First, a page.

Begininng in the 1950s, around the time that Oswald Tschirtner entered the Gugging-Klosterneuburg hospital outside Vienna, the Austrian psychiatrist Leo Navratil began encouraging his patients to draw the human figure. Tschirtner, a former seminary student who fought in World War II, allegedly drew only when prompted by Navratil, who was interested in the relationship between schizophrenia and artistic expression. Many art critics have commented on the distinctive economy of expression that characterizes Tschirtner's drawings. His principal subjects are "Kopffüßler"—or "head-footers," whose bodies are minimally delineated shafts in which faces and feet predominate. These sparsely decorated, schematic figures populate his pictures in repetitive groupings that may hark back to his experience of rank-and-file military formations.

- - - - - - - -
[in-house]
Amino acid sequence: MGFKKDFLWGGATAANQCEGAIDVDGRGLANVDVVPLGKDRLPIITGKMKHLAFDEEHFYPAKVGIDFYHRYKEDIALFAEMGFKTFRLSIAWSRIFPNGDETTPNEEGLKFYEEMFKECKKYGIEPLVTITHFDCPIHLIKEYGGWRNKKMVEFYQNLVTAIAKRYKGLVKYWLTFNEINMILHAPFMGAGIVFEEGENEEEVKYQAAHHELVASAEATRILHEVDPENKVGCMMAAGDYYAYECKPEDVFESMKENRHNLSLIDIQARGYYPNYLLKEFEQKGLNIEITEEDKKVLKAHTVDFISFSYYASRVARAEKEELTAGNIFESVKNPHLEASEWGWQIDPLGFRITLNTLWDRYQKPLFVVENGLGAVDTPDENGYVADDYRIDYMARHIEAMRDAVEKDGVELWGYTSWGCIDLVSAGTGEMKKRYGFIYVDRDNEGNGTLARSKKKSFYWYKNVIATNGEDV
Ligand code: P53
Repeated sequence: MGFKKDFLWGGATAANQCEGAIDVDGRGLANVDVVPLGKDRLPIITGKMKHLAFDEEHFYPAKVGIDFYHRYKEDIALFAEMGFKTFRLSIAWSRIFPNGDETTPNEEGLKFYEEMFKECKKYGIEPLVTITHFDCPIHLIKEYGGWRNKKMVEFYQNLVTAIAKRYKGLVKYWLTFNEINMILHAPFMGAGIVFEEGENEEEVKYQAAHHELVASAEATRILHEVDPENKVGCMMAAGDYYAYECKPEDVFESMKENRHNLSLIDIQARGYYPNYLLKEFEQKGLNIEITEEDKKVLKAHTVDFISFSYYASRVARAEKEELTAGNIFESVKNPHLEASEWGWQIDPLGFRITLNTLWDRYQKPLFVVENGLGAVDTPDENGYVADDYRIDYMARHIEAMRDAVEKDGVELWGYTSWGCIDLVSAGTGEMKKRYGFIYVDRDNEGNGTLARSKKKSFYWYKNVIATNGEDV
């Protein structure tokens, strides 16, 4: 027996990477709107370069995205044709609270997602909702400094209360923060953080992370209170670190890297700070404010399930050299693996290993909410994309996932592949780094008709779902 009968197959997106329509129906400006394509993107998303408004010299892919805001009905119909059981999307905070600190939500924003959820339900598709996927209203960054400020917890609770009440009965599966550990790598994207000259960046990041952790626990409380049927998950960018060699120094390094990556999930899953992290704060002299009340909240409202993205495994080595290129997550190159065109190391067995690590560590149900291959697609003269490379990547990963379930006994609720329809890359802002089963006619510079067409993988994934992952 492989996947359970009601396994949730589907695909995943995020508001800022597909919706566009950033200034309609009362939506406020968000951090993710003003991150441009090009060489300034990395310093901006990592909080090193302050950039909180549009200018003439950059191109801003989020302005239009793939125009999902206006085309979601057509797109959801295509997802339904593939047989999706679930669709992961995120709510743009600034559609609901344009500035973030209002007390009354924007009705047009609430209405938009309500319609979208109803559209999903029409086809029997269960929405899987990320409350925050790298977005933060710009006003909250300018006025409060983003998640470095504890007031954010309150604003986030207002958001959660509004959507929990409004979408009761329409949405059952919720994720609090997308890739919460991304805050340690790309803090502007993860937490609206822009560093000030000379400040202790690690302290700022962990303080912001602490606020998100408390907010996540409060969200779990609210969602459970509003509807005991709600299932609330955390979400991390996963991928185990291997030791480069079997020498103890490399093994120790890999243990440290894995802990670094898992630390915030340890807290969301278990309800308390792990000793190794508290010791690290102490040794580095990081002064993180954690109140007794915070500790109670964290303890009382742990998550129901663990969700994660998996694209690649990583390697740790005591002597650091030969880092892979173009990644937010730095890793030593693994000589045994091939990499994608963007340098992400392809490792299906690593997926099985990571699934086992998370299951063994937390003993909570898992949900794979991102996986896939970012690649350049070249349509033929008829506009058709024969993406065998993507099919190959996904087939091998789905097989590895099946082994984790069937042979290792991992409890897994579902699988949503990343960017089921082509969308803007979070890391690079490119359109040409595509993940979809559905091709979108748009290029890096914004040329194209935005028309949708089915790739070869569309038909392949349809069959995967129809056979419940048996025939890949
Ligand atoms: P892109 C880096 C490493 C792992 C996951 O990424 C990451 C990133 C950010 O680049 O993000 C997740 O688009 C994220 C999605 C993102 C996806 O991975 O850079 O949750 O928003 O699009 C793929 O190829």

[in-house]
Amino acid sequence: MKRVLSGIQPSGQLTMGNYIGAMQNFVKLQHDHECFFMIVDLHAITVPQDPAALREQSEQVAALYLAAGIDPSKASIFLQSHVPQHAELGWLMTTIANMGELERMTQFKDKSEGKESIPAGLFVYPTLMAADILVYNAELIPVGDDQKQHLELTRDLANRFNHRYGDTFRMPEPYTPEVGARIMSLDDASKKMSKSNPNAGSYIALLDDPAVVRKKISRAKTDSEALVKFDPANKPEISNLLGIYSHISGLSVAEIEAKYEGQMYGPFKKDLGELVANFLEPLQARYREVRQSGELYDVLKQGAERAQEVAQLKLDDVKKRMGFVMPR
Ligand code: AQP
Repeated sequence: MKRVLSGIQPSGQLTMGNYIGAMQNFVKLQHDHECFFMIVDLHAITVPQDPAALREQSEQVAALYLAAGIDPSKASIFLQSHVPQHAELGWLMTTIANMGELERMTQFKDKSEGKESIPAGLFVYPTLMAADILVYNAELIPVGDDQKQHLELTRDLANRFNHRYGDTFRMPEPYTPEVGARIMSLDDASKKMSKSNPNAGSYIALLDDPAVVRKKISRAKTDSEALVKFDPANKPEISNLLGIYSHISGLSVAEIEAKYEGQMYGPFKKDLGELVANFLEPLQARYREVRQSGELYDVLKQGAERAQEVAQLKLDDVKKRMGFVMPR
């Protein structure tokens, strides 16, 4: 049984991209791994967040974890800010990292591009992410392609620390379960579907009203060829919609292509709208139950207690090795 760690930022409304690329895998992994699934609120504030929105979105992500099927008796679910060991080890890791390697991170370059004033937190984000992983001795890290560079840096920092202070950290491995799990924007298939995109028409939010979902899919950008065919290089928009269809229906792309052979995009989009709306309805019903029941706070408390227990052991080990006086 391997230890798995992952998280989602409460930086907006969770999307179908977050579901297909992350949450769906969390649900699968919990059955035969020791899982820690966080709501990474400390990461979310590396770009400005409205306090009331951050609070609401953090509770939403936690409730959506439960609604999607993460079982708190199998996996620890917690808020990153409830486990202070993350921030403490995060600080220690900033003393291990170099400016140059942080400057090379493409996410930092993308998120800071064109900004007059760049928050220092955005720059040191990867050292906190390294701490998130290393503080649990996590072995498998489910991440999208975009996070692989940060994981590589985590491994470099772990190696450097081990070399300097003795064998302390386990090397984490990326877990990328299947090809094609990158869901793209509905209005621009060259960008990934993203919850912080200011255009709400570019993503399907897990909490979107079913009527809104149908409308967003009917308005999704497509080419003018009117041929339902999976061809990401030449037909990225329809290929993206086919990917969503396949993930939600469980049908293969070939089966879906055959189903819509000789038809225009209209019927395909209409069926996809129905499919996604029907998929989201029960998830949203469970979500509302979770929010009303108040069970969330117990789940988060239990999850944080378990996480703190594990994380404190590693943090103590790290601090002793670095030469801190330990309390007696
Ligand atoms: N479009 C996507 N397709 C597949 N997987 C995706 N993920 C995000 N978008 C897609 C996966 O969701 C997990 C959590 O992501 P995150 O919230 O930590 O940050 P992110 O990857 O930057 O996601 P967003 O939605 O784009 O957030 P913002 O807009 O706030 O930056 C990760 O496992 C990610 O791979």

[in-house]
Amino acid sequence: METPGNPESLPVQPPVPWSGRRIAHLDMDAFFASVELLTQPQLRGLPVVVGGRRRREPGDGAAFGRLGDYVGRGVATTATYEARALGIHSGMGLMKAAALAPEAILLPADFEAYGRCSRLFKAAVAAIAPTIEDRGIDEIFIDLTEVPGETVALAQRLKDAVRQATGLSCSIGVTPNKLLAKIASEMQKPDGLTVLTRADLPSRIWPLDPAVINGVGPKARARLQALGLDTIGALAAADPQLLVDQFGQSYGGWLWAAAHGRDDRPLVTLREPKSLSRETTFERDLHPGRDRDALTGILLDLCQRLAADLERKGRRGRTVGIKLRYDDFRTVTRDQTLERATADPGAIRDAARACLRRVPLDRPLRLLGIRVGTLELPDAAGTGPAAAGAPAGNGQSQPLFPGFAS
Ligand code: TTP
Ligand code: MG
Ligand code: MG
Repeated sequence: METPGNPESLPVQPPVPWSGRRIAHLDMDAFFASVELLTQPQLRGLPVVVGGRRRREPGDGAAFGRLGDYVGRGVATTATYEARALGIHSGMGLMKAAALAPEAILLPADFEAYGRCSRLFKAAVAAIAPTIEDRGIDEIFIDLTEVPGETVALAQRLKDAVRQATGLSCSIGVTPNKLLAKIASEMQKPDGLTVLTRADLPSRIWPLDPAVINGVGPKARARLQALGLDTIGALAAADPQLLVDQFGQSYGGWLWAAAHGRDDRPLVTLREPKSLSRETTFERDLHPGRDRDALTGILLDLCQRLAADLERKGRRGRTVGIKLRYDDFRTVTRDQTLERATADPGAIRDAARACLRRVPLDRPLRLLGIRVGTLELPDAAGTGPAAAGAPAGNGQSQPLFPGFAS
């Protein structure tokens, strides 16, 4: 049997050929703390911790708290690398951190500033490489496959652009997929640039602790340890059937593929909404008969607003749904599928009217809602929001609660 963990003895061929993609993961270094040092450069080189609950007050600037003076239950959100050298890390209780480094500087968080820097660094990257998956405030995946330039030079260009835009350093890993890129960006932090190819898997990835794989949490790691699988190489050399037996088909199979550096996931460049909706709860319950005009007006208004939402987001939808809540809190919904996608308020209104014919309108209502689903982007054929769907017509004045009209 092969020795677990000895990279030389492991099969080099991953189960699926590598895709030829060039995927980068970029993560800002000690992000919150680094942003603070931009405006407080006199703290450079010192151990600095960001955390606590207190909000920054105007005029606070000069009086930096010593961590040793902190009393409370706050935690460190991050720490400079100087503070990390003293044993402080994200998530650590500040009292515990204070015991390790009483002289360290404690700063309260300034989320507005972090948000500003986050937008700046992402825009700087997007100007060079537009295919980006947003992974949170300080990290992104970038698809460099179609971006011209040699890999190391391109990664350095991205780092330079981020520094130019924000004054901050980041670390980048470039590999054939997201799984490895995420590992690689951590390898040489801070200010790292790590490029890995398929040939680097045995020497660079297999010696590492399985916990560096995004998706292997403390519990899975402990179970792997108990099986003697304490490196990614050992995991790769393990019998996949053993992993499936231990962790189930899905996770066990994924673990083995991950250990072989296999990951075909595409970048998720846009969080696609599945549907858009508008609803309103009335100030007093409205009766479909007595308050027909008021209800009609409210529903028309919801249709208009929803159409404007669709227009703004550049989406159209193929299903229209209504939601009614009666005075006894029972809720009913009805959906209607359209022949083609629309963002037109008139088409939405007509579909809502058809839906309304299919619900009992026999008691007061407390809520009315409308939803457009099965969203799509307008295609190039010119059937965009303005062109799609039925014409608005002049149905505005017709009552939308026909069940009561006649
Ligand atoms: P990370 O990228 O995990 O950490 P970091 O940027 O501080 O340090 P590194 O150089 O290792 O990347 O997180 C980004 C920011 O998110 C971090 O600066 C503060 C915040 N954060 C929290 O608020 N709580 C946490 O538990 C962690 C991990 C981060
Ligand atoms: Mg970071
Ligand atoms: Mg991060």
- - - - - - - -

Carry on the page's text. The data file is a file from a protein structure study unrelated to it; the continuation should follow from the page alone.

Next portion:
Stacy C. Hollander, "Eine Stadt (A Town)," exhibition label for Recent Gifts. Stacy C. Hollander, curator. New York: American Folk Art Museum, 2013.